Opinion #1. Police Legal Advisor
Issued by the Professional Ethics Commission
Date Issued: June 6, 1979
The Grievance Commission has been advised that in one of the larger cities, it is proposed that the position of Police Legal Advisor (P.L.A.) be transferred to the office of the City Corporation Counsel. Heretofore, the P.L.A. has been a staff position in the Police Department operating under the supervision of the Chief of Police. We are told that the P.L.A. has “confidential relations” with individual police officers in the course of advising them on matters of criminal law and procedure. When individual officers are charged with misconduct, they are prosecuted by the Corporation Counsel’s office and defended by private counsel of their own choosing.
On the basis of the foregoing, the Commission has been asked whether the relocation of the P.L.A. to the Corporation Counsel’s office would create conflict of interest problems. The Commission has also been asked whether a conflict of interest would be created by the possibility that the police might at some future date initiate an investigation of one of the members of the City Council since the P.L.A., although part of the Corporation Counsel’s staff, might be privy to details of the investigation.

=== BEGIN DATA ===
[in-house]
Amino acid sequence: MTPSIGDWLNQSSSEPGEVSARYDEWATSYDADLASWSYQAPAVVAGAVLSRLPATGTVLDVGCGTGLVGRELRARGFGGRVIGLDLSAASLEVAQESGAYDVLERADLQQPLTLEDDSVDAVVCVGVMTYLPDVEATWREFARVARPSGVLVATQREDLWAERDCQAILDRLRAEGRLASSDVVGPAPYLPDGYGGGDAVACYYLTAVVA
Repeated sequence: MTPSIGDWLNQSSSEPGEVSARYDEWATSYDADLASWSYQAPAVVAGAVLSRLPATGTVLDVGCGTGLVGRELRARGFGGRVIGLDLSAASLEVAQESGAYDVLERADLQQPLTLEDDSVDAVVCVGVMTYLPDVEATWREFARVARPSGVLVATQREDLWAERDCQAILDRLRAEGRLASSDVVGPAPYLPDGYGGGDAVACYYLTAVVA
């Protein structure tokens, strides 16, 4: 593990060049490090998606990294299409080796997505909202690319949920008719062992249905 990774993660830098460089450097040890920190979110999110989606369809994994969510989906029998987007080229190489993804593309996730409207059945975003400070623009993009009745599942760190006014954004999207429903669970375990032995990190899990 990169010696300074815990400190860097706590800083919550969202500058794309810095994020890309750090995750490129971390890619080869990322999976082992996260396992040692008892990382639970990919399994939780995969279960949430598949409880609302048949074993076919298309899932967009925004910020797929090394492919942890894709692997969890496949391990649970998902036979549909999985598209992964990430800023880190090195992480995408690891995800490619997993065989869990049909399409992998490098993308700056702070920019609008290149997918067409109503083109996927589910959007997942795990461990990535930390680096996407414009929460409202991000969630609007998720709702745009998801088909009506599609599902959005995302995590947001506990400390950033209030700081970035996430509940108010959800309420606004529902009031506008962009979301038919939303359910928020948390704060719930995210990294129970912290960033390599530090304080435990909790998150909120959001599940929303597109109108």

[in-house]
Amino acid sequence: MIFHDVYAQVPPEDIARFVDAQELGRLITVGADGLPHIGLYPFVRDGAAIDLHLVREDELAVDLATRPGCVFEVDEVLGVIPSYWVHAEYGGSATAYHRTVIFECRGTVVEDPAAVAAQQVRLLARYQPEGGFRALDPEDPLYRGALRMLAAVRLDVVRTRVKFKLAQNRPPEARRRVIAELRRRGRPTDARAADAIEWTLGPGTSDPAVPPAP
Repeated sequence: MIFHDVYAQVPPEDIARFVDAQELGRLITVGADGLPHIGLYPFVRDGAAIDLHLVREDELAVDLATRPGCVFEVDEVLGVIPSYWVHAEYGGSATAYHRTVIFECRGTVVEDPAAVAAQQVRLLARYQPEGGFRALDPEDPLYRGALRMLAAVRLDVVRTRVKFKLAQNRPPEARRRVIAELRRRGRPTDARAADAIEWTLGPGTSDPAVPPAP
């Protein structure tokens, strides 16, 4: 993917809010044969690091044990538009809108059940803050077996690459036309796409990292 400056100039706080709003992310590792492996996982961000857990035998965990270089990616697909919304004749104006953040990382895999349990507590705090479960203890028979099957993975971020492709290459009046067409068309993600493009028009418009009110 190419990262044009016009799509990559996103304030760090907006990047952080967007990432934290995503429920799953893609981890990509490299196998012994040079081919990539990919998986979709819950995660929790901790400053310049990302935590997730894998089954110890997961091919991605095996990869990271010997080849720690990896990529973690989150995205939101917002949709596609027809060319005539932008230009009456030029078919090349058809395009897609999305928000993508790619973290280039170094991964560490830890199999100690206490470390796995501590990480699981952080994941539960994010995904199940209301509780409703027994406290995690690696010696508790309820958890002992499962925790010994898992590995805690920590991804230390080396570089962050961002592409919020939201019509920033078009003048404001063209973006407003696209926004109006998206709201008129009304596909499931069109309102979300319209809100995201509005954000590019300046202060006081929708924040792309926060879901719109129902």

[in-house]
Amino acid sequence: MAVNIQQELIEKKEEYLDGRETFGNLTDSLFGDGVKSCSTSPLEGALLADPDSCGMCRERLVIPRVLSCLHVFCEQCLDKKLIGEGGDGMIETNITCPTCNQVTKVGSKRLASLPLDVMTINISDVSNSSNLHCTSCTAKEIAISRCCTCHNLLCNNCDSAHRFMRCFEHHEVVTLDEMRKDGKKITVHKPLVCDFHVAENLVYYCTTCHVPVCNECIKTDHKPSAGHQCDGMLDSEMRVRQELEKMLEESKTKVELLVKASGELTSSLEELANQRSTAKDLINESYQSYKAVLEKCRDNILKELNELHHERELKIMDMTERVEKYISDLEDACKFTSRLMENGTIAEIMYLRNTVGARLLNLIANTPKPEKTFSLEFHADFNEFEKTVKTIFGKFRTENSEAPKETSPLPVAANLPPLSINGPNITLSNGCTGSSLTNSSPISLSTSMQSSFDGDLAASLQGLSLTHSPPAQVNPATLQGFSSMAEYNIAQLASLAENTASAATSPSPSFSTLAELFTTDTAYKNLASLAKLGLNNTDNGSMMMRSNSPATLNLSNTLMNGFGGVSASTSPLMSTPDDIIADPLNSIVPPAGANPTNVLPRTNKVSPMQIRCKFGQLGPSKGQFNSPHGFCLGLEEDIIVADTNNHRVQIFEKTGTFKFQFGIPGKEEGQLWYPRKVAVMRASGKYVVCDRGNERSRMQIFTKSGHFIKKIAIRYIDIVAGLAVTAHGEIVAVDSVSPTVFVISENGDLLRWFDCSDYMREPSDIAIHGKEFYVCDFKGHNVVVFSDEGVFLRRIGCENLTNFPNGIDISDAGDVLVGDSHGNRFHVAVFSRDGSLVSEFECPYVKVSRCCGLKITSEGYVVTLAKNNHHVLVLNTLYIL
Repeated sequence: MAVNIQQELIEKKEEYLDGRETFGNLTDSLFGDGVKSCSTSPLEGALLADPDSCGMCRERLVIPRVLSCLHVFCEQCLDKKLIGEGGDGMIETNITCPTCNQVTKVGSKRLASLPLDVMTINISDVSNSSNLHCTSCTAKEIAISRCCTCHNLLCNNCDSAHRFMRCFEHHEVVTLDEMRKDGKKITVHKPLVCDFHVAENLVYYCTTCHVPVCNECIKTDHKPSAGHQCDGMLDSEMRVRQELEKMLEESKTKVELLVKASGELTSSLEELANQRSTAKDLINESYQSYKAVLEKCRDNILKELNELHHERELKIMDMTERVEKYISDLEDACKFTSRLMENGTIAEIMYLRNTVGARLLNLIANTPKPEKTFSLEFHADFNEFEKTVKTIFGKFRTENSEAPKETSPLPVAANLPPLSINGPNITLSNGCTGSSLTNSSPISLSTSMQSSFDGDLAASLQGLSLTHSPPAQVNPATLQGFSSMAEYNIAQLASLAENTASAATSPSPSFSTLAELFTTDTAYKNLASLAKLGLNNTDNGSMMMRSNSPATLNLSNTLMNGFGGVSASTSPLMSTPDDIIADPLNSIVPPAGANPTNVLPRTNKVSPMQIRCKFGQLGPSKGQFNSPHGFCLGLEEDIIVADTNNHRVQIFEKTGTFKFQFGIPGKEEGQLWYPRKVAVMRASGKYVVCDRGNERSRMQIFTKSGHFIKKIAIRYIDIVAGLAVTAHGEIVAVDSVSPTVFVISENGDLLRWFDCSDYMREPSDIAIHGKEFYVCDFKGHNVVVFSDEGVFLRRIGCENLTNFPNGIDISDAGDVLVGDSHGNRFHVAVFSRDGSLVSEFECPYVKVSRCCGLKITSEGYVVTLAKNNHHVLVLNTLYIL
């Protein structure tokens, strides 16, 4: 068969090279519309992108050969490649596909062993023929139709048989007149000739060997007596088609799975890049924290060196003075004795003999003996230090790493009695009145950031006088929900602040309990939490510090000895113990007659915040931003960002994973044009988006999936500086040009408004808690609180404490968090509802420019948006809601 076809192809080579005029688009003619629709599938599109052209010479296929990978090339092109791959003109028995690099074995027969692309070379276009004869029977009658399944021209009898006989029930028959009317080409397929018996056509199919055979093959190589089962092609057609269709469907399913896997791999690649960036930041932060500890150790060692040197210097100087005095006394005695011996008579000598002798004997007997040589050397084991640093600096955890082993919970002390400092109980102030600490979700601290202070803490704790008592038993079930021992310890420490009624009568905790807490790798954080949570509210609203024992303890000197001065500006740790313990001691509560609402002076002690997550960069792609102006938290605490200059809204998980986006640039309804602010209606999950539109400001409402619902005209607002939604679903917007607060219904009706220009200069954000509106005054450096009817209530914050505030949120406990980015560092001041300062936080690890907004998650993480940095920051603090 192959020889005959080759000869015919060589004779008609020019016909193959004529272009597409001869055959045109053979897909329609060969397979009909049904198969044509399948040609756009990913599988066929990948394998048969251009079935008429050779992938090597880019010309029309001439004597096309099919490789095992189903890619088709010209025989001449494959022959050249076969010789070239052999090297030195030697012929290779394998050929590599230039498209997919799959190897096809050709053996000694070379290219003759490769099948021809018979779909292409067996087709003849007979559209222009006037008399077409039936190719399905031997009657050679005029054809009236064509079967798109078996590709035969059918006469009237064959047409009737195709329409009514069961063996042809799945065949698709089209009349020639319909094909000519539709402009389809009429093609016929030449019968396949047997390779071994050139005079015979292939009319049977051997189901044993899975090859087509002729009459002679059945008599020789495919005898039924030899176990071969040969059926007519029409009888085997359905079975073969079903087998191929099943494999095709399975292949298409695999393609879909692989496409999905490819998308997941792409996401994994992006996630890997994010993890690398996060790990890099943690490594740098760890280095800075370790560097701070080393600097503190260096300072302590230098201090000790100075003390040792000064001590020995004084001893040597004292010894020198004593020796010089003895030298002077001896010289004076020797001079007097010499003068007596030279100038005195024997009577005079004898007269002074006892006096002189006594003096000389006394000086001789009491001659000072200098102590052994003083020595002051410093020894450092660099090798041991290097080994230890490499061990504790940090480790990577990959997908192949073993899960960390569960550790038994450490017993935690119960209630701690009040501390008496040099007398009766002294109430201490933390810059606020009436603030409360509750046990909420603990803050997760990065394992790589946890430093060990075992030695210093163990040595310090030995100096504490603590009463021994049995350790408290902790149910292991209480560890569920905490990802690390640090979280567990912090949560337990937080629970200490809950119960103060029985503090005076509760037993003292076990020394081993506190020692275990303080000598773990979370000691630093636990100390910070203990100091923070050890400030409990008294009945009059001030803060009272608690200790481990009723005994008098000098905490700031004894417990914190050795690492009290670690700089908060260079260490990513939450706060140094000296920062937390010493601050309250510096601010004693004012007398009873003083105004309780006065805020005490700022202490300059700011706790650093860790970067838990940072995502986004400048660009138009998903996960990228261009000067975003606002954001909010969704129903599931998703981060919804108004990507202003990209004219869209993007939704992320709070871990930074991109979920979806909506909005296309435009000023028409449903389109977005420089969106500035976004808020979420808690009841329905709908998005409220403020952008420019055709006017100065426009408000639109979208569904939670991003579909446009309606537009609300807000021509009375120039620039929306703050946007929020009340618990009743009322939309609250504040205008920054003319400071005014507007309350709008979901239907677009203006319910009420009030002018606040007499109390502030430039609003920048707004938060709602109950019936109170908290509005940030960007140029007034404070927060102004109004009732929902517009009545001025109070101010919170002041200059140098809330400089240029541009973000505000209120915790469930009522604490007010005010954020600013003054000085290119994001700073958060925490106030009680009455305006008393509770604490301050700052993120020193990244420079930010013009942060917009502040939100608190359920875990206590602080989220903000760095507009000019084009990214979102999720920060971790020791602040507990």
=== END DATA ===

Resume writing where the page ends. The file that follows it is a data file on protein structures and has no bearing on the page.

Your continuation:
In the opinion of the Commission, no ethical problems will arise from the proposed transfer of the P.L.A. to the Corporation Counsel’s office which would warrant delaying the merger. Although the P.L.A. indicates that he has had “confidential relations” with individual police officers in the past, we do not perceive why this would necessarily result from performance of his duties. Despite the fact that the P.L.A. may have developed personal relationships with individual police officers, his client has in actuality been the city. This will not be changed by his affiliation with the Corporation Counsel. If he has permitted his duty of loyalty to the city to become blurred by personal contacts with individual police officers in the past, this aspect of his role should not be continued. Police officers who approach him with personal problems the resolution of which might conflict with the interests of the city should be referred to private counsel of their own choosing. Indeed, the P.L.A. must be careful to avoid communications with individual police officers which would in any way compromise his duty of loyalty to his real client‑the city itself.
We also fail to see in the possibility of a police investigation of a city councillor a potential conflict of interest which would justify keeping the offices of the P.L.A. and Corporation Counsel separate. In such a case, the investigating attorney’s client is the city and not the individual councillor. If there is an ethical problem about investigating one who determines the level of your salary, it would not be peculiar to the P.L.A. and would, indeed, be shared by the Corporation Counsel himself. If the circumstances warranted, a special prosecutor could be appointed to undertake the investigation. There is, in any event, no more reason that the P.L.A. should resist affiliation with the Corporation Counsel because of this remote contingency than that the Corporation Counsel should also be required to resign in order to avoid the possibility that he might someday be required to conduct such an investigation of a City Council member.